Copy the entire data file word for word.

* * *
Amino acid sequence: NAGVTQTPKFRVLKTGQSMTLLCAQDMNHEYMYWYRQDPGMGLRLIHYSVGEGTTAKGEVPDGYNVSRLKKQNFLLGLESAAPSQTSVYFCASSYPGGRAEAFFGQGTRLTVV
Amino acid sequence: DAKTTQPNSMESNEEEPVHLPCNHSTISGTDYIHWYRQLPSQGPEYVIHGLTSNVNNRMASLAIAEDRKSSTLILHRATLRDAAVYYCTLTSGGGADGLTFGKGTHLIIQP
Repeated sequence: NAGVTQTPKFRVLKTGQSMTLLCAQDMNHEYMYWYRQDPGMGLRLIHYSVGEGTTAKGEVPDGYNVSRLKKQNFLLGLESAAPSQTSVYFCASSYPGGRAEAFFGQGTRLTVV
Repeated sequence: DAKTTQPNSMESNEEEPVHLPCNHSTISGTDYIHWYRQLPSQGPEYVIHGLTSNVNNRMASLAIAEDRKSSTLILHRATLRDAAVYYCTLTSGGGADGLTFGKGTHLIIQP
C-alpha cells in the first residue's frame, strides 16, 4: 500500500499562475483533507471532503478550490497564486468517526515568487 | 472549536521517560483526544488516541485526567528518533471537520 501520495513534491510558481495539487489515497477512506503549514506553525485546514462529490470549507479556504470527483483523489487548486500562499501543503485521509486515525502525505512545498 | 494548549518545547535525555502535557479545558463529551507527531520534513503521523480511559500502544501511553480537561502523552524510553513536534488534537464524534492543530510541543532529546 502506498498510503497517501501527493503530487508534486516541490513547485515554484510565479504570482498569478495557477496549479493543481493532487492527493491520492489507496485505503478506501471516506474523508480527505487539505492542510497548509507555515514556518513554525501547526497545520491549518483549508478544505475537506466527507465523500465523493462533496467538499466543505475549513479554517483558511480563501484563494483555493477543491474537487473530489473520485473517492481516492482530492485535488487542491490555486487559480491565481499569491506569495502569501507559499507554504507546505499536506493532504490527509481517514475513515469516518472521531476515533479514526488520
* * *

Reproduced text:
Amino acid sequence: NAGVTQTPKFRVLKTGQSMTLLCAQDMNHEYMYWYRQDPGMGLRLIHYSVGEGTTAKGEVPDGYNVSRLKKQNFLLGLESAAPSQTSVYFCASSYPGGRAEAFFGQGTRLTVV
Amino acid sequence: DAKTTQPNSMESNEEEPVHLPCNHSTISGTDYIHWYRQLPSQGPEYVIHGLTSNVNNRMASLAIAEDRKSSTLILHRATLRDAAVYYCTLTSGGGADGLTFGKGTHLIIQP
Repeated sequence: NAGVTQTPKFRVLKTGQSMTLLCAQDMNHEYMYWYRQDPGMGLRLIHYSVGEGTTAKGEVPDGYNVSRLKKQNFLLGLESAAPSQTSVYFCASSYPGGRAEAFFGQGTRLTVV
Repeated sequence: DAKTTQPNSMESNEEEPVHLPCNHSTISGTDYIHWYRQLPSQGPEYVIHGLTSNVNNRMASLAIAEDRKSSTLILHRATLRDAAVYYCTLTSGGGADGLTFGKGTHLIIQP
C-alpha cells in the first residue's frame, strides 16, 4: 500500500499562475483533507471532503478550490497564486468517526515568487 | 472549536521517560483526544488516541485526567528518533471537520 501520495513534491510558481495539487489515497477512506503549514506553525485546514462529490470549507479556504470527483483523489487548486500562499501543503485521509486515525502525505512545498 | 494548549518545547535525555502535557479545558463529551507527531520534513503521523480511559500502544501511553480537561502523552524510553513536534488534537464524534492543530510541543532529546 502506498498510503497517501501527493503530487508534486516541490513547485515554484510565479504570482498569478495557477496549479493543481493532487492527493491520492489507496485505503478506501471516506474523508480527505487539505492542510497548509507555515514556518513554525501547526497545520491549518483549508478544505475537506466527507465523500465523493462533496467538499466543505475549513479554517483558511480563501484563494483555493477543491474537487473530489473520485473517492481516492482530492485535488487542491490555486487559480491565481499569491506569495502569501507559499507554504507546505499536506493532504490527509481517514475513515469516518472521531476515533479514526488520